Stock futures muted after Wednesday’s sell-off


Dow futures edged higher in early trading Thursday after the major U.S. stock averages fell sharply in the first losing regular trading session of the year.

Futures on the Dow Jones Industrial Average gained 66 points, or 0.17%. S&P 500 futures rose 0.17% and Nasdaq 100 futures declined slightly.

Energy shares helped boost the market in early action as crude prices rose 1.5%. Marathon Oil gained 2.6%, Occidental Petroleum was up 2.2% and ExxonMobil rose 1.3%.

Rate-sensitive stocks also were higher a day after minutes from the Federal Reserve’s December meeting revealed the central bank is getting ready to remove its economic help more more quickly than anticipated. Officials discussed reducing the Fed’s balance sheet in another move to dial back its pandemic-era easy monetary policy.

Bank of America saw its shares increase 1.5% premarket and Citigroup rose 1.4% and Wells Fargo gained 1.3%.

The Fed’s plan to reduce the number of Treasurys and mortgage-backed securities it holds comes as it is already tapering its bond purchases and is set to hike interest rates after the taper concludes.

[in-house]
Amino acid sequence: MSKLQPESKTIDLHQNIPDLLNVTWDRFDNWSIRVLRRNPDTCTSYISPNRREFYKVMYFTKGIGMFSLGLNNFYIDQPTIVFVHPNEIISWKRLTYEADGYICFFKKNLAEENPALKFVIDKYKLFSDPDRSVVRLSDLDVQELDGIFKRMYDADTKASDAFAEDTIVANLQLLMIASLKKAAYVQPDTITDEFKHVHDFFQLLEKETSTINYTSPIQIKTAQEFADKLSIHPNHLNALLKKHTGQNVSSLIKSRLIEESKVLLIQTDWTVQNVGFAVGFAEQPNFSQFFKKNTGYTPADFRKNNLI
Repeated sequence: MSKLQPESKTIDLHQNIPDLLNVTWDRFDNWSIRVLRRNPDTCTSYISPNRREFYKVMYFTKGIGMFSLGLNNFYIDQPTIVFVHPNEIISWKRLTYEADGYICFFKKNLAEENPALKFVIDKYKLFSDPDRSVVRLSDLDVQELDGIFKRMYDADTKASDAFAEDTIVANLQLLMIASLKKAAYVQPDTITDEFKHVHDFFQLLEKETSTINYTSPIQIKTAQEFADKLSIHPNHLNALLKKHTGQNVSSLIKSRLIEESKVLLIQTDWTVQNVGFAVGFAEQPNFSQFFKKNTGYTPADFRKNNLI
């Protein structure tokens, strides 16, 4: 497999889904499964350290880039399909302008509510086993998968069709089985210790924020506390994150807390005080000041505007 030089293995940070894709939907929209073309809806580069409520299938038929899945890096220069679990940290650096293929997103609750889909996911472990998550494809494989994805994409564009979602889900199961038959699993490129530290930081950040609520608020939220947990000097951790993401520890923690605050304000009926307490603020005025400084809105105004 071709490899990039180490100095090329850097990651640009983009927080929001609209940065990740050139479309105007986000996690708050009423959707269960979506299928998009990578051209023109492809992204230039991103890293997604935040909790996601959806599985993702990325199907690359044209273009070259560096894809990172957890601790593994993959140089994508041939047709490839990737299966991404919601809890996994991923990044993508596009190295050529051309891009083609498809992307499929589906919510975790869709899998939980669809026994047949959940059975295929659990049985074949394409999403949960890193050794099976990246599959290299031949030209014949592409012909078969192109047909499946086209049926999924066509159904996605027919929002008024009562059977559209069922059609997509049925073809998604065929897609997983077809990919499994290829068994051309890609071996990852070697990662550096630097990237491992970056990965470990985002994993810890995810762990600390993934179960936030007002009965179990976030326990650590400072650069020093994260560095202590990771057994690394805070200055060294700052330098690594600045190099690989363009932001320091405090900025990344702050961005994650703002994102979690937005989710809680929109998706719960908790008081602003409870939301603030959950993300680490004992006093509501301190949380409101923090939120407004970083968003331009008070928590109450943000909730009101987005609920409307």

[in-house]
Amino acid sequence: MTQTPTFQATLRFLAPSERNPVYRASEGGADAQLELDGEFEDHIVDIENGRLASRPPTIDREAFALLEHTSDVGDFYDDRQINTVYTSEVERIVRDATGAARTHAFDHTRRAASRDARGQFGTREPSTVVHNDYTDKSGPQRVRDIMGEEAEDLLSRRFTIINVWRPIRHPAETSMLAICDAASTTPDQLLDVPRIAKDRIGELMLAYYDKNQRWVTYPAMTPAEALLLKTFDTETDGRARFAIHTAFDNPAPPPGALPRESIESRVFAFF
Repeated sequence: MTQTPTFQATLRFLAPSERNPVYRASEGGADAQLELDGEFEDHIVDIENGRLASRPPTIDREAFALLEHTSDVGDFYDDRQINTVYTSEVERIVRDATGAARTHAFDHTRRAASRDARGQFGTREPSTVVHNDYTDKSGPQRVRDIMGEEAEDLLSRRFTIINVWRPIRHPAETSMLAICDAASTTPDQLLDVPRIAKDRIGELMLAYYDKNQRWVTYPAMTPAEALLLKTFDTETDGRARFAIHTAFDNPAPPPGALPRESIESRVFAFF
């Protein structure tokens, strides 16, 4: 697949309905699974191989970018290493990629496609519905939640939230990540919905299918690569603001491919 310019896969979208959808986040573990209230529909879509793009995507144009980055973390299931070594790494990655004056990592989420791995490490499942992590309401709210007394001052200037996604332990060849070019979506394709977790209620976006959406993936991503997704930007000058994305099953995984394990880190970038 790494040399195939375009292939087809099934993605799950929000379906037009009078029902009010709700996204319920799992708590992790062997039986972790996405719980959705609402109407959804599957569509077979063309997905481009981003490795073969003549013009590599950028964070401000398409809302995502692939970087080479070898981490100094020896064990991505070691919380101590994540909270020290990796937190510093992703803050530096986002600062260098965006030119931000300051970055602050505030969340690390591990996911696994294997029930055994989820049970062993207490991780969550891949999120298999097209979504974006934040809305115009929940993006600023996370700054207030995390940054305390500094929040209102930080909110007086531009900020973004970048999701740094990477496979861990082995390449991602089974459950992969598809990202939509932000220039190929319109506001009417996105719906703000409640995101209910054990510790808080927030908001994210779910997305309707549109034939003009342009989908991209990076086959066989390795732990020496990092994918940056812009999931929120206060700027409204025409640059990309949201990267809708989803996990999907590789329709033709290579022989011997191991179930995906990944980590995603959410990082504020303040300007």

“Almost all participants agreed that it would likely be appropriate to initiate balance sheet runoff at some point after the first increase in the target range for the federal funds rate,” the minutes stated.

Stocks slid following the release of the minutes. The blue-chip Dow Jones Industrial Average closed 392.54 points, or 1.07%, lower after hitting an intraday record earlier in the session. The S&P 500 fell 1.94%. The tech-heavy Nasdaq saw its biggest one-day loss since February, losing 3.34%.

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“If you ride a wave of liquidity to the upside and that liquidity starts to go away, I don’t think it’s terribly surprising that you’re going to see a reaction,” said Kathy Jones, head of fixed income at Charles Schwab.

“This was the year we were going to transition from extremely easy monetary policy and fiscal policy to less easy monetary and less expansive fiscal policy. That has to have some impact on risk assets that have risen because the discount rate was so low,” Jones added.

All 11 S&P 500 sectors fell in Wednesday’s session.

Investors await quarterly earnings reports from Walgreens Boots Alliance and Bed Bath & Beyond before the bell Thursday.

On the data front, the weekly jobless claims report is slated for released Thursday morning. Economists surveyed by Dow Jones expect that claims totaled 195,000 for the week ended Jan. 1. Trade balance data is also due, with economists looking for the deficit in goods and services to total $81.5 billion.

The releases come a day ahead of the Labor Department’s key nonfarm payrolls report, which is expected to show that the economy added 422,000 jobs in December. However, payroll processing firm ADP reported Wednesday that companies added a much higher-than-expected 807,000 positions for the month, indicating a possible upside surprise to Friday’s count from the department’s Bureau of Labor Statistics.

—CNBC’s Jeff Cox contributed to this report.


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